Champion swimmer Bharat Kumar, who brought glory to India by winning gold medals at international athletic events, probably never thought he’d end up washing cars to make a living.
An international level paralympic swimmer, Bharat was born without an arm. But this did not deter him from pursuing his passion for swimming. He won gold medals at the 2005 Junior National Level Athletics and the 2009 World Games and silver at the Junior World Athletics in Ireland. He has also participated in the 2010 Commonwealth Games and the Asian Games held in China.
But for all this he is reduced to penury now. Bharat’s life has been one of struggle from the start. Born in Haryana, Bharat was one of six siblings. His father was a labourer who worked as a soil digger. Due to financial problems, Bharat’s father sent him to Ghaziabad to stay with his paternal aunt, and he spent part of his childhood there.
In Ghaziabad, one of 8-year-old Bharat’s chores was to bathe the four buffaloes his aunt owned in a river. This is how he got interested in swimming. He’d hold the buffalo’s tail for balance and taught himself how to swim in the river.
After some time in Ghaziabad, he returned to his native village where he went on to win medals at zonal and inter-zonal levels in school.
Bharat was an athlete before he became a swimmer. He was participating in the 2010 Commonwealth Games when he suffered a foot injury and had no choice but to pull out of athletics. However, undaunted by this he decided to become a swimmer.
Hard work and determination made him a national level swimmer by 2011. He has won around 50 medals for India since, but now has to wash cars to scrape by.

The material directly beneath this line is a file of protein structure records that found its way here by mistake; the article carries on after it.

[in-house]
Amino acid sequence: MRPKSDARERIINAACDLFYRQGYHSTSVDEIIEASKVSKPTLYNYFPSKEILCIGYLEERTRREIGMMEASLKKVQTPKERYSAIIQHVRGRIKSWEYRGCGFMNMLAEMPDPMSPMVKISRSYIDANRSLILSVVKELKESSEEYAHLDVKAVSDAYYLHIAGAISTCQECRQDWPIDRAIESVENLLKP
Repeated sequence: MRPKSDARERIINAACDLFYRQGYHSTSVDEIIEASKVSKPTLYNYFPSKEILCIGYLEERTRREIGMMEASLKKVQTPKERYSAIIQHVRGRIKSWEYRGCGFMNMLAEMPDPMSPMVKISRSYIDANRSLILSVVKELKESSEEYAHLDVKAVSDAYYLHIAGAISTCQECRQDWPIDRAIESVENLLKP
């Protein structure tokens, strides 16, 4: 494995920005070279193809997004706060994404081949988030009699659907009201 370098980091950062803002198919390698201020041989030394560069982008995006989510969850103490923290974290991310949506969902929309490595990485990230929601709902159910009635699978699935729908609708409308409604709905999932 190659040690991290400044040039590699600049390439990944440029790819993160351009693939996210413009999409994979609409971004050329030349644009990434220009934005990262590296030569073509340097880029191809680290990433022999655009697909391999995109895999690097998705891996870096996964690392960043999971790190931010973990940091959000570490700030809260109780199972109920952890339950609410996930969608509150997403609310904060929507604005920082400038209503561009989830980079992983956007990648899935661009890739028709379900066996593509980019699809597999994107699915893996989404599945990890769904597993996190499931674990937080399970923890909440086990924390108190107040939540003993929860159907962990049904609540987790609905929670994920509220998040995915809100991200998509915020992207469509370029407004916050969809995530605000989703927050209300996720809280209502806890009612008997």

The government’s apathy towards anything other than cricket is appalling. It lavishes crores of money on the ‘gentleman’s game’ but has scant respect or attention for other athletes who play for the country. Bharat used to practice in the Nehru stadium but could not afford the diet an athlete needs. He was forced to sit down with beggars near a temple to get enough food to eat.
He says, "I didn't have enough money for a good diet. So I had to sit with beggars near the Sai temple to have my food. That was my diet."
Bharat tells Iamin DNA, "I started athletics with a lot of struggle and did reach a good [position]. I am from a very poor family. Despite earning so many medals for our country, I still have to wash cars to earn a living."
Bharat has approached many eminent people with pleas for help, but so far no one has responded. His only hope is the government now.
"I don't have an arm and I don't need one. All I need is some support. I promise to bring medals in the 2017 Asian Games provided I get the desired support. I have approached many celebrities for support but all in vain. This time, I have written to Modiji for help," he says.
Bharat isn't the only Indian athlete who has been forced to live in penury, and with little recognition.
India Today reported in 2013 that Sita Sahu, a two-time bronze medal winner in running in the Athens Special Olympics in 2011 was selling golgappas and chaat for a living. Shanti Devi, a 40-year-old former player of the Bihar kabaddi team sells vegetables to feed her children. She says she doesn't want her children to take up the game which gave her nothing but frustration. The Indian women’s kabaddi team returned home after winning the world cup but had to take autorickshaws home from the airport. There was no celebratory welcome for them, no fanfare and no recognition.
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